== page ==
Anton's not quite as free from blame as you seem to be painting him. It shouldn't have been a big surprise that someone his own people had called bloodthirsty went ahead and nuked the civilian target that he'd been openly agitating to nuke.
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Re: Eridani Edict Violation of the most Dismissive Kind...
Post by Bluesqueak   » Thu Mar 01, 2018 5:22 pm

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Jonathan_S wrote:
Bluesqueak wrote:
No, he didn't hand it 'to an obviously unstable guy'.


Zilwicki did not steal the nuke. He did not want the nuke. He did not want the nuke to be used in his original escape plans. He did not want David Pritchard to be given charge of the nuke. He was not in command of the Seccie group. He did not have any authority over the Seccie group beyond he and Victor being more experienced agents than they were. He was overruled by that group when it came to a) obtaining the nuke, b) using the nuke. He didn't decide to give the nuke to David Pritchard; the Seccie group did that.


]Zilwicki didn't steal the nukes. But he accepted their use instead of taking steps to prevent it.
And within his hearing David Pritchard had already advocated nuking the Pine Valley Park in Green Pines. And his fellow seccies has told him to keep his "bloodlust to a reasonable minimum" - and he was visibly unhappy with the agreed upon target due to the lack of casualties/damage it would cause.

But there's no evidence that Anton even tried to suggest that another, less "bloodthirsty" member be given the task of setting that nuke - even after David advocated, to Anton's face, blowing up a park that would be full of children and families. (However we're not given a view of who decided the assignments and how - so maybe he protested it then; or maybe he actually picked David. We just don't know)


Anton's not quite as free from blame as you seem to be painting him. It shouldn't have been a big surprise that someone his own people had called bloodthirsty went ahead and nuked the civilian target that he'd been openly agitating to nuke.


Precisely what steps could he have taken? I cheerfully admit that he's not in the position of Travis Long, finding himself cast as getaway driver without even knowing that a crime would take place. But you're arguing that he didn't take steps to prevent the nuke's use when he

argued that they could substitute fuel-air bombs
.

And we do know that he didn't assign the nuke to David Pritchard because
he hadn't attended the last meeting of the group...the decision to put Pritchard in charge of the device must have been made there. ... There really wasn't anything they could do about it.


and finally

Send instructions to Karen and David. Tell them to get the hell out and go to ground


So what, please, was he supposed to do - that would not result in the failure of his mission - given that he argued against the use of nukes, didn't assign David Pritchard, and finally asked that the nuke not be set off at all?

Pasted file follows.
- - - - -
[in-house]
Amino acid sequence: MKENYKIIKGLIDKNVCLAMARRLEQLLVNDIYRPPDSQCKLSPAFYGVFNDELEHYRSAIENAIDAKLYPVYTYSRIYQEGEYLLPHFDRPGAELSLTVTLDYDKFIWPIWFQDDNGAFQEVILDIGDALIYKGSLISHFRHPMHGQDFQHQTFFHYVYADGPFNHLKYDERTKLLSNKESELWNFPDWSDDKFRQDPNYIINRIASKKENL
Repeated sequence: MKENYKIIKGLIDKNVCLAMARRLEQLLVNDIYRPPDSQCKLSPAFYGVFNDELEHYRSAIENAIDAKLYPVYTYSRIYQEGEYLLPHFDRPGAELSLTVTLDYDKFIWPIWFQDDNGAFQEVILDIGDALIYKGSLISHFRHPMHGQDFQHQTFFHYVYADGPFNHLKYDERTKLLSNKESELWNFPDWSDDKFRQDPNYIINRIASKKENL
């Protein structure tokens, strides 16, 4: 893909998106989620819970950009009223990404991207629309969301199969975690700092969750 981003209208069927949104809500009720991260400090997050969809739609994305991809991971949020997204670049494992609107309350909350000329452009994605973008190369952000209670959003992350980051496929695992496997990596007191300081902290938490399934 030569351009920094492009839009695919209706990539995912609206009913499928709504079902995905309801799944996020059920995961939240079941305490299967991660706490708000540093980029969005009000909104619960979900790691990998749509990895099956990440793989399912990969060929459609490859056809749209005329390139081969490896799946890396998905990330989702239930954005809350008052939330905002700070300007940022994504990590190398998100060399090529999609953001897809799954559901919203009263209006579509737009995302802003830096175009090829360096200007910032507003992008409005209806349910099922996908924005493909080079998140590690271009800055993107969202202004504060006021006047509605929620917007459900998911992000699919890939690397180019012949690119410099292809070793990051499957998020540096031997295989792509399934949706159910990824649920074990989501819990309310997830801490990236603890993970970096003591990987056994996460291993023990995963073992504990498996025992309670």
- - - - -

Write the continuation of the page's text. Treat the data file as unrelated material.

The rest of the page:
Why are people placing the brunt of the blame on the technical advisor? Is it simply too boring to admit that most of the blame lies with the minor characters?
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Re: Eridani Edict Violation of the most Dismissive Kind...
Post by kzt   » Thu Mar 01, 2018 6:03 pm

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Bluesqueak wrote:So what, please, was he supposed to do - that would not result in the failure of his mission - given that he argued against the use of nukes, didn't assign David Pritchard, and finally asked that the nuke not be set off at all?

Why are people placing the brunt of the blame on the technical advisor? Is it simply too boring to admit that most of the blame lies with the minor characters?

There is plenty of blame to go around. His unwillingness to make waves was yet another cause. "I was only obeying orders" is generally not accepted as an excuse for mass murder.
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Re: Eridani Edict Violation of the most Dismissive Kind...
Post by Joat42   » Thu Mar 01, 2018 6:42 pm

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kzt wrote:
Bluesqueak wrote:So what, please, was he supposed to do - that would not result in the failure of his mission - given that he argued against the use of nukes, didn't assign David Pritchard, and finally asked that the nuke not be set off at all?

Why are people placing the brunt of the blame on the technical advisor? Is it simply too boring to admit that most of the blame lies with the minor characters?

There is plenty of blame to go around. His unwillingness to make waves was yet another cause. "I was only obeying orders" is generally not accepted as an excuse for mass murder.

So what would YOU have done? The goal is to leave Mesa undetected and not blow the mission.

Because failing that, a LOT more people would die in the long run.

---
Jack of all trades and destructive tinkerer.


Anyone who have simple solutions for complex problems is a fool.
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Re: Eridani Edict Violation of the most Dismissive Kind...
Post by kzt   » Thu Mar 01, 2018 6:48 pm

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Joat42 wrote:So what would YOU have done? The goal is to leave Mesa undetected and not blow the mission.

Because failing that, a LOT more people would die in the long run.

Plant the weapon ahead of time with remote command detonation and antitamper fuzing. With a backup option to simply destroy it in place.